Tuesday, January 05, 2016

Trevor Phillips on the Rhodes Statue controversy

Trevor Phillips, former head of the Equality and Human Rights commission, is often interesting, not least because he generally exhibits one of the main signs of thinking before he speaks - you usually cannot predict in advance what he is going to say.

He made much the most nuanced and intelligent response I have seen to the unacceptable comments made by Oliver Letwin and Hartley Booth (for which Letwin has rightly apologised) in the memo written in the 1980s and recently released under the 30-year rule,

"I won't join the Letwin lynch-mob. We need a more serious discussion about race."

He also wrote the following response to the current controversy about the Oxford statue of Cecil Rhodes in a letter to The Times.


The attempt to remove the statue of RHodes from Orial College trivialises the memory of millions who suffered under colonialism, and dishonours the work of those who fought apartheid, including many British students. The "Rhodes must fall" campaign has been witless, wrongheaded and reprehensible.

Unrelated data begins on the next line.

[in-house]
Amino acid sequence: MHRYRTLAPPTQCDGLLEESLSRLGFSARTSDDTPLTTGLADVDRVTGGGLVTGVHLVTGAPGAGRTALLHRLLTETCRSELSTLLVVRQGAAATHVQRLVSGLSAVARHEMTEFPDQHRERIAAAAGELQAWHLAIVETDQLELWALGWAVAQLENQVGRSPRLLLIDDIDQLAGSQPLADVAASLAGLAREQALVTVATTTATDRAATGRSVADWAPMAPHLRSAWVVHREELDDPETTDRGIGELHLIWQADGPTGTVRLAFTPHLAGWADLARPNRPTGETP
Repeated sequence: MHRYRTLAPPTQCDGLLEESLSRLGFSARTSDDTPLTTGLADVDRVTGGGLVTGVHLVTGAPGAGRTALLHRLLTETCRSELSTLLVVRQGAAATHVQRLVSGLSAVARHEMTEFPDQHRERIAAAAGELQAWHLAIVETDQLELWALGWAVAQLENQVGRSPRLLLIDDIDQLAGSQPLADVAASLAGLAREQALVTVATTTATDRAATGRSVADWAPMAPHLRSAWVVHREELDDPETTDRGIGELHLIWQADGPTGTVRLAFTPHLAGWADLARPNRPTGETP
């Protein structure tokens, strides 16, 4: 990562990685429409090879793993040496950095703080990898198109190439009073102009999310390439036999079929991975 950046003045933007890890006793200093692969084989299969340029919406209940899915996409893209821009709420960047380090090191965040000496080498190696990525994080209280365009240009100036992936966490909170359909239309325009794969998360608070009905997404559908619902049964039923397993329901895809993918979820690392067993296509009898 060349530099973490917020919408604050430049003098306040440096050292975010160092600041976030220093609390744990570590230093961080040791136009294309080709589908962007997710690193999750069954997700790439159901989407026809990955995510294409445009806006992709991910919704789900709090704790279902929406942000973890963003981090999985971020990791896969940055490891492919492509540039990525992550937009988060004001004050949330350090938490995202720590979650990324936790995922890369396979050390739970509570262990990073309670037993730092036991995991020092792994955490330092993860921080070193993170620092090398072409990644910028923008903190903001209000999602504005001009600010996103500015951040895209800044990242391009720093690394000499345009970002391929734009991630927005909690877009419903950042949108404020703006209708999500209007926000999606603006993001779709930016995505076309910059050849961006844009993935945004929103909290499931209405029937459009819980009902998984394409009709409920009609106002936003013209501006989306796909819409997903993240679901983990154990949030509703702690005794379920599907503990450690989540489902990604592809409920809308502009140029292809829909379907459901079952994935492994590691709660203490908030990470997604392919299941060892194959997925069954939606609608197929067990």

Witless because it makes no demands of the university authorities which could not be met by issuing a blindfold to any student of a sensitive disposition. Wrongheaded because, despite Oxford's awareness of its lack of diversity, the leaders of this campaign have not used the battle to make a case for educational opportunities for those descended from the victims of colonialism.

Reprehensible because is supposes that if symbols are removed, evil is vanquished. Campaigners might google "Auschwitz" to see the justification for the preservation of the historical record, however grim.

Like Oriel College, many academic institutions are so fearful of being labelled racist that they sacrifice principles for fashionable approval. Even the decision to consult on the issue is a retreat from the defence of freedom of expression.

Trevor Phillips."

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